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Tip of the Day

Latest on dealing with Stress

By March 15, 2018September 12th, 2022No Comments
Leadership Coaching Tip on Stress 

 
How we perceive stress can increase stress and mortality! It sounds obvious and a simplistic statement, while it is actually more complex. The good news is that if you can implement strategies that create acceptance around feeling stress, you increase resilience and can more easily move through moments or days when stress seems higher. More about these later.
Feeling stress is okay, but its what we do with that feeling or thought that can make all the difference. Some of us will avoid people or activities that are important to us, as a way of trying to decrease stress. But do this actually work? Do we then feel more stress for doing that. Some of us might get into conflict “vent one’s spleen” as a way to relieve stress. How have you felt 5 minutes or 5 hours later when you have used this strategy?
Stress is part of our modern day to day lives, a lot of it we can’t control (e.g., unexpected events and others behaviour). What we do have more control over is what we choose to do next. Do you over think the situation, go in to panic or avoid or argue? Can you instead have some self-compassion around the experience of stress and still do what is important to you?
Yes, I know this is often hard to do. Particularly when it feels like stress is being “thrown at you” by another person.
When a close friend or family member is stressed, do you then tell them they are weak for not coping and to stop thinking like that? And if you have done that, do you think it helps? Think about a time when you were feeling overwhelmed with stress and someone told you to stop feeling that way. Did you feel better or did you then feel worse?
We are all very hard on ourselves most of the time. There are some good scientific reasons for this, which are largely because our brains have a negative bias which influences negative self-talk.  Most people I work with, are not aware of this fact.  Negative bias was created to protect us from being eaten by a lion – preparing for the worst outcome. But now in 2019, when we feel stress it is not a lion that is about to eat us (unless on safari), but gosh, some days it does feel like it! So what do we do?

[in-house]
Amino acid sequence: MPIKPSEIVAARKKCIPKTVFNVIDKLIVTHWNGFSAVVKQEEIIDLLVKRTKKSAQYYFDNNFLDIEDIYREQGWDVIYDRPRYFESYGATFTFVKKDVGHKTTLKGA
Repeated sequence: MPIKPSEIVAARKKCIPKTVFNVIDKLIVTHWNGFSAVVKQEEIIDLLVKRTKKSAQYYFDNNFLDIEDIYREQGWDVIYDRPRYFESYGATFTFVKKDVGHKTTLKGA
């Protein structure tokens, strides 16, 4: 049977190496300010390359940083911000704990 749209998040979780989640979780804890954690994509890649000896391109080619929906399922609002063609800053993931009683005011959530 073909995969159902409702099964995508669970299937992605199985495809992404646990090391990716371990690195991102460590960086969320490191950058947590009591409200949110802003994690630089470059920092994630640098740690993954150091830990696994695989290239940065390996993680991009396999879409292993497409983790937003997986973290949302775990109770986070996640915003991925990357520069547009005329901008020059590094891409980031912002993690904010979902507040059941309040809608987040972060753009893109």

The solution is actually more simple than the cause. We simply need to create acceptance around the experience and feeling of stress, try not to struggle or analyse it or make it wrong. By doing this we create a new relationship with the experience of stress which can allow us to unhook from our old coping strategies, and instead engage in our lives. I give this anaology to the individuals and teams I coach:
“It is like being invited to a party or event you dont want to go to”. It takes effort to go (thoughts of “this is only going to increase my stress and not get rid of it”), but you go anyway.  And how is it when you show up for things like this? Is it as bad as you thought? Most people tell me, it was actually often better than they thought. And they felt better for going!
3 simple strategies for stress:

Leadership Coaching Tip #1

Mind-Break “5 senses” walk – notice what you see or hear that you havent before, how does it feel to have the sun or rain on your skin, what can you smell or taste on the walk. When you notice your mind thinking and analysing, bring yourself back to the walk – what can you see, hear, feel, smell and taste.  Your mind will go off many times, and thats okay.

Leadership Coaching Tip #2

Practice Mindfulness – see http://www.connect-inspire-transform.com/your-daily-vitamin-for-achieving-more/

Leadership Coaching Tip #3

Self-compassion. Treat yourself like you would a loved one when they needed kindness. Here is some ideas about compassion at work. http://www.connect-inspire-transform.com/compassion-workplace-sounds-wishy-washy/
I hope this information was of value.  If you would like to know more about how to better manage stress why not book a 30 minute phone or video consult with me, your first one is on me.  Book here

Warmly, Margie Ireland
Leadership Coach | Workplace Psychologist